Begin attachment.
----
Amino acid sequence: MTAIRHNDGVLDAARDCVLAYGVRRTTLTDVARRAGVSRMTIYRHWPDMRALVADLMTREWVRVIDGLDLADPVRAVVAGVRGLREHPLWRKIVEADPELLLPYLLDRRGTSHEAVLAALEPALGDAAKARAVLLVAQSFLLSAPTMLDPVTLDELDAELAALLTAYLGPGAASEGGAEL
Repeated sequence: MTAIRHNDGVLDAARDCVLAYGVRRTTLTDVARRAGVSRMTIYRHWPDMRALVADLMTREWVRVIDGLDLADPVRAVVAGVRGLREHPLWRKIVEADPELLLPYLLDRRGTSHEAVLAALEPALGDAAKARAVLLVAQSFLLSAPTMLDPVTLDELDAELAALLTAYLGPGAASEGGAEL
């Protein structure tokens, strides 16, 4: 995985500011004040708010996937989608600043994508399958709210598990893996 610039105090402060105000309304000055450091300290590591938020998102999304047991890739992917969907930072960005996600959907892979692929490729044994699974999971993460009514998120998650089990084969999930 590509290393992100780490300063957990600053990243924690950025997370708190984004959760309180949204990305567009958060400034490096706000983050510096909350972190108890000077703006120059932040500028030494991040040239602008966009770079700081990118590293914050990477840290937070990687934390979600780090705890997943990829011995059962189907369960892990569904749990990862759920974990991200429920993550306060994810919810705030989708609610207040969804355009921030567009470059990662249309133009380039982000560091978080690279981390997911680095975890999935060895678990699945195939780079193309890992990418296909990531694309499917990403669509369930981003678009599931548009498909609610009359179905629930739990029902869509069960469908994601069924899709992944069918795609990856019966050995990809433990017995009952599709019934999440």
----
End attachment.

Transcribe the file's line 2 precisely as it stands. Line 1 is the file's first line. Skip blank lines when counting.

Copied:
Repeated sequence: MTAIRHNDGVLDAARDCVLAYGVRRTTLTDVARRAGVSRMTIYRHWPDMRALVADLMTREWVRVIDGLDLADPVRAVVAGVRGLREHPLWRKIVEADPELLLPYLLDRRGTSHEAVLAALEPALGDAAKARAVLLVAQSFLLSAPTMLDPVTLDELDAELAALLTAYLGPGAASEGGAEL